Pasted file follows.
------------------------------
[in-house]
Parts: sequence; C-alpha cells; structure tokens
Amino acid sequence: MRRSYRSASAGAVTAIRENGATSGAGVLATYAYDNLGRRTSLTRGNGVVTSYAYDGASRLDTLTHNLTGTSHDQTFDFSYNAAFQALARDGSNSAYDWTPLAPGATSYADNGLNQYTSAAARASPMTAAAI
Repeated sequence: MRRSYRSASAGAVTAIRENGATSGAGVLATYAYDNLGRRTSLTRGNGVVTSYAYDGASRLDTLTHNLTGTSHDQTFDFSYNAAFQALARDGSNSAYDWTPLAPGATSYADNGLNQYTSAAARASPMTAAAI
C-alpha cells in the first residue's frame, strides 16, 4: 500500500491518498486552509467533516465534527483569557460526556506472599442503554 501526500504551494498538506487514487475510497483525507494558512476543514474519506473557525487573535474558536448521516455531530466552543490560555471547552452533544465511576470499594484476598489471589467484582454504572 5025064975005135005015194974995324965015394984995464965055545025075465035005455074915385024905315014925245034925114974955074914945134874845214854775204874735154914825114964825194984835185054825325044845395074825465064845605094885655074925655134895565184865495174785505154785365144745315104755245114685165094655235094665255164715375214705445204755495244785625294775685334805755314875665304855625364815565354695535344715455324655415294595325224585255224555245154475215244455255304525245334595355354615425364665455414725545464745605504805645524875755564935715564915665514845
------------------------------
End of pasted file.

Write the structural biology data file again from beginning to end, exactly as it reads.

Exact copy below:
[in-house]
Parts: sequence; C-alpha cells; structure tokens
Amino acid sequence: MRRSYRSASAGAVTAIRENGATSGAGVLATYAYDNLGRRTSLTRGNGVVTSYAYDGASRLDTLTHNLTGTSHDQTFDFSYNAAFQALARDGSNSAYDWTPLAPGATSYADNGLNQYTSAAARASPMTAAAI
Repeated sequence: MRRSYRSASAGAVTAIRENGATSGAGVLATYAYDNLGRRTSLTRGNGVVTSYAYDGASRLDTLTHNLTGTSHDQTFDFSYNAAFQALARDGSNSAYDWTPLAPGATSYADNGLNQYTSAAARASPMTAAAI
C-alpha cells in the first residue's frame, strides 16, 4: 500500500491518498486552509467533516465534527483569557460526556506472599442503554 501526500504551494498538506487514487475510497483525507494558512476543514474519506473557525487573535474558536448521516455531530466552543490560555471547552452533544465511576470499594484476598489471589467484582454504572 5025064975005135005015194974995324965015394984995464965055545025075465035005455074915385024905315014925245034925114974955074914945134874845214854775204874735154914825114964825194984835185054825325044845395074825465064845605094885655074925655134895565184865495174785505154785365144745315104755245114685165094655235094665255164715375214705445204755495244785625294775685334805755314875665304855625364815565354695535344715455324655415294595325224585255224555245154475215244455255304525245334595355354615425364665455414725545464745605504805645524875755564935715564915665514845